Santa Monica College student Courtney Kelley has been awarded a U.S. Department of State Critical Language (CLS) Scholarship to study abroad this summer in Suzhou, China. She is one of only 550 students selected from 200 colleges and universities across the nation for the CLS program – a U.S. government effort to expand dramatically the number of Americans mastering critical foreign languages.
Kelley, a political science major at SMC, plans on becoming a diplomat specializing in China. She speaks Mandarin at an intermediate level after studying it for three years, and she says that her time in China will deepen her linguistic abilities as well as expand her knowledge of Chinese culture, history, politics and business practices. In addition to studying at Soochow University, she plans to learn a lot from the Chinese family with whom she will live.
“The State Department’s idea is to find languages that Americans do not usually speak, languages that are away from American comfort zones and our sphere of influence,” Kelley explains. These include languages like Arabic, Azerbaijani, Hindi, Indonesian, Japanese, Persian, Russian and Turkish. CLS participants will spend up to ten weeks in 13 different countries.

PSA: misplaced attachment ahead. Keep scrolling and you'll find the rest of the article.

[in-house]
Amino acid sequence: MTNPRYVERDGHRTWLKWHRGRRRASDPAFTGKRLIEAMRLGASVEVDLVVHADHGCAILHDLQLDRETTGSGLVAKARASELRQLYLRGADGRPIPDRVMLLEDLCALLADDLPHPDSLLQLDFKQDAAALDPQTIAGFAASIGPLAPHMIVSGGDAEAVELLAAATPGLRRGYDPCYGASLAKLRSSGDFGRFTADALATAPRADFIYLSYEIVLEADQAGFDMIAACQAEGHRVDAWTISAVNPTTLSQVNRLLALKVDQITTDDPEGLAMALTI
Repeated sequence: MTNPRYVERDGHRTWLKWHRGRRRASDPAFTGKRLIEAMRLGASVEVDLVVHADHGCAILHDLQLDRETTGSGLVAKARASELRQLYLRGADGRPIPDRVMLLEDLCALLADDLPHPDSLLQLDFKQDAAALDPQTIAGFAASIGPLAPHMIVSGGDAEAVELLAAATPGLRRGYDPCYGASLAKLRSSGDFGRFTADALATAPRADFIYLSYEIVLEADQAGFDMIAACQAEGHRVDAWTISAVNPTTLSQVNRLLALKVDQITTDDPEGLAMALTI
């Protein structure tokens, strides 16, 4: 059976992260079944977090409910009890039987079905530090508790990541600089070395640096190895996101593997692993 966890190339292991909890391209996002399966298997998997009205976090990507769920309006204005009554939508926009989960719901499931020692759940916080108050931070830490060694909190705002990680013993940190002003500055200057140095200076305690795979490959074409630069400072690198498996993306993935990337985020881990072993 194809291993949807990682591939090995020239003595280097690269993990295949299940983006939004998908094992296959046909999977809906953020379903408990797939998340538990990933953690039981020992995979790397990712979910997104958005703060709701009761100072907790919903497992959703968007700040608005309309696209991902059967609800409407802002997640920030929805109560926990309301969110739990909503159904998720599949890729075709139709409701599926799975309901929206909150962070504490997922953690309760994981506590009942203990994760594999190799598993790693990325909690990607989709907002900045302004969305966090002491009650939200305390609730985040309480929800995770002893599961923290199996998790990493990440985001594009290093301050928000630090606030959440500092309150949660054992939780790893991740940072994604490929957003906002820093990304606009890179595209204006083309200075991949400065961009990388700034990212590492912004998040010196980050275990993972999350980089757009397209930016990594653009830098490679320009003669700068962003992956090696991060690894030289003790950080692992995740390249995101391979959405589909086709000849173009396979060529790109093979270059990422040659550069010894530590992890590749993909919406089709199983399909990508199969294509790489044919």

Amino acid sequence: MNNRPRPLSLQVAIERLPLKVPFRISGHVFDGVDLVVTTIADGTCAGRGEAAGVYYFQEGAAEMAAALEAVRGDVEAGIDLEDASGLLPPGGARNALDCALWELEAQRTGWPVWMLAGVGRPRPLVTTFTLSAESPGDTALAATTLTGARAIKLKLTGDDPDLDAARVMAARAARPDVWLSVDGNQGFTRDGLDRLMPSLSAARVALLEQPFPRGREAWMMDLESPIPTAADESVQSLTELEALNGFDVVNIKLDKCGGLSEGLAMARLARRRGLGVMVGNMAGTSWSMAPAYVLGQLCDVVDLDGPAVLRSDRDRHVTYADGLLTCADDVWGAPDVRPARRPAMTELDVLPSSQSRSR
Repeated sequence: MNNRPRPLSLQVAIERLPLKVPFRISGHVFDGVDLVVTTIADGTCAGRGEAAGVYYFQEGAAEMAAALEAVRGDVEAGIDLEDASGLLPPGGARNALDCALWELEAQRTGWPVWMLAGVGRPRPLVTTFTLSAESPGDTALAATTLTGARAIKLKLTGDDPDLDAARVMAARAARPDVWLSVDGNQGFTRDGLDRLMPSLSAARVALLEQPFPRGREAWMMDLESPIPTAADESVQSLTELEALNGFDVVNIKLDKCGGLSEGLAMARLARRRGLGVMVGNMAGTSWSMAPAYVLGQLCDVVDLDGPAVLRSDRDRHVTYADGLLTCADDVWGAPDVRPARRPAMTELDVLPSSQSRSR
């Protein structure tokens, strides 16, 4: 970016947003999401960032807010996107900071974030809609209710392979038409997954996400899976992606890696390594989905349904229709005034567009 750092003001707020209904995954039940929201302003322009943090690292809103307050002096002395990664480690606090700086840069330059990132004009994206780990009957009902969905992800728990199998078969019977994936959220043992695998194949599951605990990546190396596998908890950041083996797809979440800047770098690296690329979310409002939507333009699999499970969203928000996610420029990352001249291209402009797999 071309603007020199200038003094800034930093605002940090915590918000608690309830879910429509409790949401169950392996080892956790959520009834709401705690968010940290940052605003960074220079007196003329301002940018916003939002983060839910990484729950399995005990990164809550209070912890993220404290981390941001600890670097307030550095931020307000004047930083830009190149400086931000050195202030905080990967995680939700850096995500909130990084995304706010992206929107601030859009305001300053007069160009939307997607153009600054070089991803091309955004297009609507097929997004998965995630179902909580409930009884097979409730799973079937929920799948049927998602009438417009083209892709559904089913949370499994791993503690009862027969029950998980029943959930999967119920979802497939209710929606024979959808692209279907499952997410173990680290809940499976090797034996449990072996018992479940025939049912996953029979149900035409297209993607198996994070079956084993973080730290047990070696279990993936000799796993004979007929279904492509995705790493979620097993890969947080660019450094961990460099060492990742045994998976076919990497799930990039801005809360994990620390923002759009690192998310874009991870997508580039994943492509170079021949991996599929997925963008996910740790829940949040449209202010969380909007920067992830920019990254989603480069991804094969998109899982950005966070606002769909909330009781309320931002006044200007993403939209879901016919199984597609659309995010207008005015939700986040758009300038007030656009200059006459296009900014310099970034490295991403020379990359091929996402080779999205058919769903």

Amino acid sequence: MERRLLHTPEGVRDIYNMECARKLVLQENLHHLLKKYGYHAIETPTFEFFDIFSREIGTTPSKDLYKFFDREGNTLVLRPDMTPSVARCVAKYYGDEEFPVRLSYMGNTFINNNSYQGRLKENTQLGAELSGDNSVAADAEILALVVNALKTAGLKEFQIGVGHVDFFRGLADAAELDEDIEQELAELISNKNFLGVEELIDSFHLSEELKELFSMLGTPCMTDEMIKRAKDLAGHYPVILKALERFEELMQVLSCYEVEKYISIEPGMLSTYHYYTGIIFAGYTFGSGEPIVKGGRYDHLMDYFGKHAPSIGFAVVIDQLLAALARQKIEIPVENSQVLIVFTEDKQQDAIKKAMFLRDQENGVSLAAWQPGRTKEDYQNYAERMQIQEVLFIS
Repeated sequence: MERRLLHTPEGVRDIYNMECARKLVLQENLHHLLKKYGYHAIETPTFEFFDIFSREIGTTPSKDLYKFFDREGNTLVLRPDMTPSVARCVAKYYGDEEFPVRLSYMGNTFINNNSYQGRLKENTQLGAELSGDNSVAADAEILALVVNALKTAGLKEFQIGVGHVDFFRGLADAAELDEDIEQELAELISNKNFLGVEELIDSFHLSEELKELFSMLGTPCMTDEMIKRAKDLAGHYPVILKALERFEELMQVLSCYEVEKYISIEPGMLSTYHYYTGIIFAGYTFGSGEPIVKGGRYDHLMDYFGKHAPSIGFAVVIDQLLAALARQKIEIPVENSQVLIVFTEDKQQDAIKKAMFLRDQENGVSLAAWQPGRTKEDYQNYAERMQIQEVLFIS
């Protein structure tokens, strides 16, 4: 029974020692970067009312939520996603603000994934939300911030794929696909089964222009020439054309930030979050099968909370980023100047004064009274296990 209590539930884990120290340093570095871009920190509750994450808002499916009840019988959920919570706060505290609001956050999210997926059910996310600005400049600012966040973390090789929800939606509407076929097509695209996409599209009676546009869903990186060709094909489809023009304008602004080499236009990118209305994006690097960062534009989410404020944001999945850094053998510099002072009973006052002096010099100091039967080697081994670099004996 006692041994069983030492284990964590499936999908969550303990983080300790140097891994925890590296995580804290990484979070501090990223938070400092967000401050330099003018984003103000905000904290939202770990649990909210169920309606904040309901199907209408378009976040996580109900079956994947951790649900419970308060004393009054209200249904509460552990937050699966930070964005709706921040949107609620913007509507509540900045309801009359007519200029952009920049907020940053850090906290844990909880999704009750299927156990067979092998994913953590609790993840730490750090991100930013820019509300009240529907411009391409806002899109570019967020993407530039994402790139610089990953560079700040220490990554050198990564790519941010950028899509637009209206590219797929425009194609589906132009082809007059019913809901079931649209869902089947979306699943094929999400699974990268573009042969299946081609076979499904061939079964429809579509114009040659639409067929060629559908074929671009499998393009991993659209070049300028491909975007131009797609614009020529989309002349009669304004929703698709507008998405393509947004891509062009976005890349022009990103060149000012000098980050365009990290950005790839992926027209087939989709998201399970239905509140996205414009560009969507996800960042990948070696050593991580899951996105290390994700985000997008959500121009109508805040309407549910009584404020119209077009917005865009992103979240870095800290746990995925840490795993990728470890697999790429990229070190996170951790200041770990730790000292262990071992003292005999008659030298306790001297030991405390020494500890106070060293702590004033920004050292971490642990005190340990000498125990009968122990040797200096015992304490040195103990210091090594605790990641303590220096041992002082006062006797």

Both Kelley’s interest in China and her career goals were inspired at an early age by the Disney film Mulan.
“Everyone who hears that giggles, but it’s true,” she says. “Watching that movie, I wanted to be her. I loved the culture and the artwork, I wanted to wear comfortable clothes and save the country.” Diplomacy seemed a real-world way to work toward that goal, she says.
Kelley and other CLS program participants are among the more than 50,000 academic and professional exchange program participants supported annually by the U.S. Department of State’s Bureau of Educational and Cultural Affairs to promote mutual understanding and respect between the people of the United States and the people of other countries.
This fall, Kelley will transfer from SMC to the American University of Paris in France to major in international comparative politics and build her knowledge of yet another nation’s culture.
“I’ll be examining the French language, culture, history, how they see the world, as well as the American-French relationship,” she says. SMC students like Kelley get guaranteed transfer admission into a number of UC, CSU and private institutions – including the American University of Paris – by meeting certain requirements.
“Most of my friends at SMC are French, Russian and Chinese,” says Kelley. “They were really the ones who urged me to go to school in France and to go to China.” She credits SMC expanding her worldview and enabling her to meet people from a range of nations and cultures.
For more information on SMC’s transfer admission guaranteed programs, visit www.smc.edu/tag or call (310) 434-4210.